Berkeley Lifford Hall Accountancy ServicesIQ Legal Training Alphabiolabs

Home > Judgments

AB v CD [2021] EWHC 819

In a private law children case with cross-allegations of domestic abuse, Mrs Justice Roberts of the High Court allowed a father’s appeal against Recorder Armitage’s findings of rape and threats to remove their child to Pakistan, following a 4-day fact-finding hearing. Roberts J determined that the manner in which the Recorder reached her conclusions was flawed, and the case was remitted for an early rehearing.



The parents are doctors who married in 2011 but separated the following year. At that time, the respondent mother was pregnant with their daughter, who has lived with her mother since birth. The child was 8 years old at the time of this appeal.

The parents were judicially separated by April 2013. In October 2013, the father was convicted of criminal charges relating to unauthorised and illegal provision of prescription drugs. He received a nine-month custodial sentence and lost his practising certificate. He unsuccessfully appealed against the removal of his licence to practice as a doctor in this jurisdiction. Thereafter, the father spent much of his time in Pakistan and Saudi Arabia.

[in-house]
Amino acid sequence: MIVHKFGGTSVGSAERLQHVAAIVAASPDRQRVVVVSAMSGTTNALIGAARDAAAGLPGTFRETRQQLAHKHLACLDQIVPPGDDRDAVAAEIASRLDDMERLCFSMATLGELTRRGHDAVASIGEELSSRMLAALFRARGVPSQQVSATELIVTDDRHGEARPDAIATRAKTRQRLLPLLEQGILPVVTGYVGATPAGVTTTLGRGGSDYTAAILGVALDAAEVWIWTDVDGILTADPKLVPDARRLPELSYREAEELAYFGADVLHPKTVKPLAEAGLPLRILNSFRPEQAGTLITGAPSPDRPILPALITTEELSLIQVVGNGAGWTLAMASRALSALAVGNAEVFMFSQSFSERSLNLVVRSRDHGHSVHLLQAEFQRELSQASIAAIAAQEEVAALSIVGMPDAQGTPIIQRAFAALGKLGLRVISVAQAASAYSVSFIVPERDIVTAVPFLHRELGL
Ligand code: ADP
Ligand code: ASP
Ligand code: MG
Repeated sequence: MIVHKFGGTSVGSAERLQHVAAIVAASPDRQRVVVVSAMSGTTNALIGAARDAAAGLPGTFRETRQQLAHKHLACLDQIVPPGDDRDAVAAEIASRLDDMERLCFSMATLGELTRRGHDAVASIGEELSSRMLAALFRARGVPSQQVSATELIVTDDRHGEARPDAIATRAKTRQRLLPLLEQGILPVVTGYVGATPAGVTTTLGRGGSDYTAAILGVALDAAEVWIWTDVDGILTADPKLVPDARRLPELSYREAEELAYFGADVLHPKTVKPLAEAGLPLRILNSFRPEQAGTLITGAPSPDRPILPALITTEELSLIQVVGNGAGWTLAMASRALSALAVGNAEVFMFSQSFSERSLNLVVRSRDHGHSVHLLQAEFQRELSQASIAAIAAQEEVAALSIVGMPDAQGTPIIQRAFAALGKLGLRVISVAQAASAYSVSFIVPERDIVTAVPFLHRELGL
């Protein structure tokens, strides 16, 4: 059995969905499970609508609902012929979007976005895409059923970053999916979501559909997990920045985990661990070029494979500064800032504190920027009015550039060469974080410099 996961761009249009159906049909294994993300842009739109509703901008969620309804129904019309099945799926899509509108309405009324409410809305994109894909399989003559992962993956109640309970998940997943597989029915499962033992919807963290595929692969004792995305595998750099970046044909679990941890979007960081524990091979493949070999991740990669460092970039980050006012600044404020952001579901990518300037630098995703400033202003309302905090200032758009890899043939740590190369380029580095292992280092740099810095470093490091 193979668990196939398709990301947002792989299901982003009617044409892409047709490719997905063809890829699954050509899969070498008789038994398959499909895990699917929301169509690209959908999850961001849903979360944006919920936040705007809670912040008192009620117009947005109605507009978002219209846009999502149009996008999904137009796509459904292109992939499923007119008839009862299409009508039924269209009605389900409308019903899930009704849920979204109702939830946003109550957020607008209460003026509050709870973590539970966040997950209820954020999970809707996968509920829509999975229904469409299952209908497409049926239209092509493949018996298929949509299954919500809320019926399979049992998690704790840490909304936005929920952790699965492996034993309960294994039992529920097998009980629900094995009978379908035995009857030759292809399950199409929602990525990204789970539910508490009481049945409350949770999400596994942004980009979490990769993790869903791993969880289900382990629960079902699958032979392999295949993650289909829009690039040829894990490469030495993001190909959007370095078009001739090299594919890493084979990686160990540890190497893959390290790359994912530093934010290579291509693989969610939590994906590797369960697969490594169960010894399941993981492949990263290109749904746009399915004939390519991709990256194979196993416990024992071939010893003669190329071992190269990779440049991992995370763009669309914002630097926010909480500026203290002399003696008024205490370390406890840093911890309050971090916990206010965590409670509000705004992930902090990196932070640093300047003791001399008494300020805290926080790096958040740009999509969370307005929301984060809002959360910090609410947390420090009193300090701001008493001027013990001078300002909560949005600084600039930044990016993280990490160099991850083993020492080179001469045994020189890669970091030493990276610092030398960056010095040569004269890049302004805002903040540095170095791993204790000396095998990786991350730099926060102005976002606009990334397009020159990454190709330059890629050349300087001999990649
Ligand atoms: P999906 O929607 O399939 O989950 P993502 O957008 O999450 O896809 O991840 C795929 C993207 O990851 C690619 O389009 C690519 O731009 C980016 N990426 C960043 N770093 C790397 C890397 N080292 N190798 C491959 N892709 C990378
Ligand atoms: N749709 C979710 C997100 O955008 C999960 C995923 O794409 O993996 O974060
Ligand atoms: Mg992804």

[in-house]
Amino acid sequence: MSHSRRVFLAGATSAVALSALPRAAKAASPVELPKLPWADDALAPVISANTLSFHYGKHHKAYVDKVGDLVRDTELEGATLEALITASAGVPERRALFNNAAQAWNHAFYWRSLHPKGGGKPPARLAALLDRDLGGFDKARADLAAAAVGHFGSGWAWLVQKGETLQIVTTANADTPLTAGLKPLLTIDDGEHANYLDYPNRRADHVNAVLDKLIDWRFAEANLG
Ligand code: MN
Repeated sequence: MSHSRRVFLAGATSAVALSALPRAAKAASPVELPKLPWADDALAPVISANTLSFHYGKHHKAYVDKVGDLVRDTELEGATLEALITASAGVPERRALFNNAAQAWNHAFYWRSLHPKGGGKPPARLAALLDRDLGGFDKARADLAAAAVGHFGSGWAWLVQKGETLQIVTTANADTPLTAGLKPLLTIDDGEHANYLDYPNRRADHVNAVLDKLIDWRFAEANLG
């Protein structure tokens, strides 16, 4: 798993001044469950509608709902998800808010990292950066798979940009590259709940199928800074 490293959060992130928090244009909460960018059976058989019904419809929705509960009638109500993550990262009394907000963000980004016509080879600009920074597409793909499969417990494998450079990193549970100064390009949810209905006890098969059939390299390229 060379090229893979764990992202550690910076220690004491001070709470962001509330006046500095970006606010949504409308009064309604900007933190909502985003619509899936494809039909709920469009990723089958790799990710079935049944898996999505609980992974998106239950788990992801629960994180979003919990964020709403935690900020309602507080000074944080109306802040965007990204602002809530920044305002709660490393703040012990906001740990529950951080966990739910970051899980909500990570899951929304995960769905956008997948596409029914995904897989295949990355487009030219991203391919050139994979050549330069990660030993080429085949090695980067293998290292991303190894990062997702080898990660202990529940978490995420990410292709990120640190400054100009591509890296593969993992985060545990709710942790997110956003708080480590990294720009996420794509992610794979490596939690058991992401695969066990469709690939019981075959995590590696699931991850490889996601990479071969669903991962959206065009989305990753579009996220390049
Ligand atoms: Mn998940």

Despite the parents having separated and the father spending significant time abroad, the parents spent time together with the child as a family. The parents had also attempted to make arrangements for the child to have a relationship with her father, but these attempts broke down.